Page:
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DECam Community Workshop

DECam Community Science Workshop 2018: Science Highlights, Coming Opportunities, LSST Synergies

May 21-22, 2018 • Tucson, Arizona

Talk Abstracts (Submitted)

Probing the halo of the Milky Way beyond 100 kpc with RR Lyrae

Jeff Carlin

Stars in the outermost halo of the Milky Way are vital tracers of the mass of our Galaxy. Furthermore, beyond ~100 kpc from the Galactic center, most (or perhaps all) of the stars are likely to be in faint dwarf galaxies or tidal debris from recently accreted dwarfs, making the outer reaches of the Galaxy important for understanding the Milky Way’s accretion history. Confirmed stars are scarce at these distances because they are difficult to securely identify. Pulsating variables such as RR Lyrae are ideal probes of the distant halo because they are readily identified in time-series data, are intrinsically bright and thus can be seen at large distances, and follow well-known period-luminosity relations that enable precise distance measurements. We present results from our program to find RR Lyrae using deep DECam time series data (from the HiTS supernova survey as well as our own observing program) covering ~350 square degrees. Our sample of distant RR Lyrae more than doubles the number of known Milky Way stars beyond distances of ~150 kpc. Among these, we find two distinct groups of two and three stars that are members of the Leo IV and Leo V ultra-faint dwarf galaxies, located at distances of ~145 kpc and ~175 kpc, respectively. We derive the stellar density as a function of Galactocentric radius, extending to more than 250 kpc from the Galactic center. This sample of RR Lyrae provides a set of important probes of the mass of the Milky Way and the accretion origin of the outer Galactic halo.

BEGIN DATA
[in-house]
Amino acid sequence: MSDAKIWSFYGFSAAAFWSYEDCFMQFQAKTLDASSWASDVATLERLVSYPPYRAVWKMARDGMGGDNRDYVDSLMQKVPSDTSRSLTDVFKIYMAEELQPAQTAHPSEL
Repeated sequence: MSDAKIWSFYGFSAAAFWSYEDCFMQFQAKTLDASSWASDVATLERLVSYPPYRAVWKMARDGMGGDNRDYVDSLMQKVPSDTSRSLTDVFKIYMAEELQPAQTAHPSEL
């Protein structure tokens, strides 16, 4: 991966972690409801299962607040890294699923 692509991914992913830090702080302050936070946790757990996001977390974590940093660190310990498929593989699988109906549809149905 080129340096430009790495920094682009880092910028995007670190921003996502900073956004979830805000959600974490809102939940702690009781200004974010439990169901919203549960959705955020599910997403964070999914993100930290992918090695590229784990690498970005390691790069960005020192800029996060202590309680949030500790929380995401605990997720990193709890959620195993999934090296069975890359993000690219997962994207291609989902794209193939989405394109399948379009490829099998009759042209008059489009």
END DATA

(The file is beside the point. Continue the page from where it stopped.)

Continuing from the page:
Authors: Jeff Carlin

 
NOAO

The DECam Community Science Workshop is sponsored by the National Optical Astronomy Observatory (NOAO). NOAO is operated by the Association of Universities for Research in Astronomy (AURA), Inc. under cooperative agreement with the National Science Foundation.

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